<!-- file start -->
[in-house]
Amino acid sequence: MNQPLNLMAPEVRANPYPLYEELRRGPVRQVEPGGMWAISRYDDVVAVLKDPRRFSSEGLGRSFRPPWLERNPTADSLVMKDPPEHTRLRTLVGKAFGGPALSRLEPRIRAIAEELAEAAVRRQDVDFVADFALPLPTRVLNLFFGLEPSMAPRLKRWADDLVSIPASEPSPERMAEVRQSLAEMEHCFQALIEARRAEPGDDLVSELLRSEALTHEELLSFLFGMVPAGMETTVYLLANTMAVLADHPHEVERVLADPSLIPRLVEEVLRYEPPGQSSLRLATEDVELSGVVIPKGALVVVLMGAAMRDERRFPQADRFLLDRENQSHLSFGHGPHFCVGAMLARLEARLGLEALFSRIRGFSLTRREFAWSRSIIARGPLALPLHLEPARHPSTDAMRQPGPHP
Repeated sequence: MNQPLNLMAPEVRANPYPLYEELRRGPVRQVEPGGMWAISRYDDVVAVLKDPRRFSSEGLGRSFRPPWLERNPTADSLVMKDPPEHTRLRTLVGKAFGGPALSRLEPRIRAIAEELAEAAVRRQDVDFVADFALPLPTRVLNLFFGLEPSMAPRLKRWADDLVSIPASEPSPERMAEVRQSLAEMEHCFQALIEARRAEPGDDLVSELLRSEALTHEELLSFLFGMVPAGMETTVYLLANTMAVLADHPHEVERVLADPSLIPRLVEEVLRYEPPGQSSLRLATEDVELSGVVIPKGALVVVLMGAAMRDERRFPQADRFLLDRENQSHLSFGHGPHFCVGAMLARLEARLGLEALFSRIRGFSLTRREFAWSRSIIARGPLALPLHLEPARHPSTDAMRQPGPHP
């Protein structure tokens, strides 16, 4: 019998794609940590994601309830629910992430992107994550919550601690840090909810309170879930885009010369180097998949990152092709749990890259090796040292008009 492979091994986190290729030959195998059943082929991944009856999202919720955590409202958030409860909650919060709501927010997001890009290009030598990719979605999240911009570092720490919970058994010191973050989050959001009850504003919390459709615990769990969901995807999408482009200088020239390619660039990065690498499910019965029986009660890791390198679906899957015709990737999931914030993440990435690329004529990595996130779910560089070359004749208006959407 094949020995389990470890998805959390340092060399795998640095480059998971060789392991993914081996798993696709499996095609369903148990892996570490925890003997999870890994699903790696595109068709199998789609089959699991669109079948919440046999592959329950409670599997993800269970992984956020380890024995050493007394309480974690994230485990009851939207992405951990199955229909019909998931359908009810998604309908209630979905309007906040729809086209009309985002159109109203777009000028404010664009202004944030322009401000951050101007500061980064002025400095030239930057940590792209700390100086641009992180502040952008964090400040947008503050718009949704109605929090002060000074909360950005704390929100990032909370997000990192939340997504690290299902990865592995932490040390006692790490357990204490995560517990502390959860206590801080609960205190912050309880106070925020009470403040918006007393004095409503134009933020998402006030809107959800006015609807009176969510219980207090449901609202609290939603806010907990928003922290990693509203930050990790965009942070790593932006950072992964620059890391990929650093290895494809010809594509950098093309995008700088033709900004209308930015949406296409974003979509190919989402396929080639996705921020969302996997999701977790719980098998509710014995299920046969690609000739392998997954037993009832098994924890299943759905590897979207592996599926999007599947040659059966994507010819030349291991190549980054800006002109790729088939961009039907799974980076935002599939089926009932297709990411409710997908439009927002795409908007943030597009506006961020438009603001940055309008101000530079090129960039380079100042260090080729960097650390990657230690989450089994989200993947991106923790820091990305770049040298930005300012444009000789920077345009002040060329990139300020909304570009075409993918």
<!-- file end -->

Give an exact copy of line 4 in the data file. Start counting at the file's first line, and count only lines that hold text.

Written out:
């Protein structure tokens, strides 16, 4: 019998794609940590994601309830629910992430992107994550919550601690840090909810309170879930885009010369180097998949990152092709749990890259090796040292008009 492979091994986190290729030959195998059943082929991944009856999202919720955590409202958030409860909650919060709501927010997001890009290009030598990719979605999240911009570092720490919970058994010191973050989050959001009850504003919390459709615990769990969901995807999408482009200088020239390619660039990065690498499910019965029986009660890791390198679906899957015709990737999931914030993440990435690329004529990595996130779910560089070359004749208006959407 094949020995389990470890998805959390340092060399795998640095480059998971060789392991993914081996798993696709499996095609369903148990892996570490925890003997999870890994699903790696595109068709199998789609089959699991669109079948919440046999592959329950409670599997993800269970992984956020380890024995050493007394309480974690994230485990009851939207992405951990199955229909019909998931359908009810998604309908209630979905309007906040729809086209009309985002159109109203777009000028404010664009202004944030322009401000951050101007500061980064002025400095030239930057940590792209700390100086641009992180502040952008964090400040947008503050718009949704109605929090002060000074909360950005704390929100990032909370997000990192939340997504690290299902990865592995932490040390006692790490357990204490995560517990502390959860206590801080609960205190912050309880106070925020009470403040918006007393004095409503134009933020998402006030809107959800006015609807009176969510219980207090449901609202609290939603806010907990928003922290990693509203930050990790965009942070790593932006950072992964620059890391990929650093290895494809010809594509950098093309995008700088033709900004209308930015949406296409974003979509190919989402396929080639996705921020969302996997999701977790719980098998509710014995299920046969690609000739392998997954037993009832098994924890299943759905590897979207592996599926999007599947040659059966994507010819030349291991190549980054800006002109790729088939961009039907799974980076935002599939089926009932297709990411409710997908439009927002795409908007943030597009506006961020438009603001940055309008101000530079090129960039380079100042260090080729960097650390990657230690989450089994989200993947991106923790820091990305770049040298930005300012444009000789920077345009002040060329990139300020909304570009075409993918």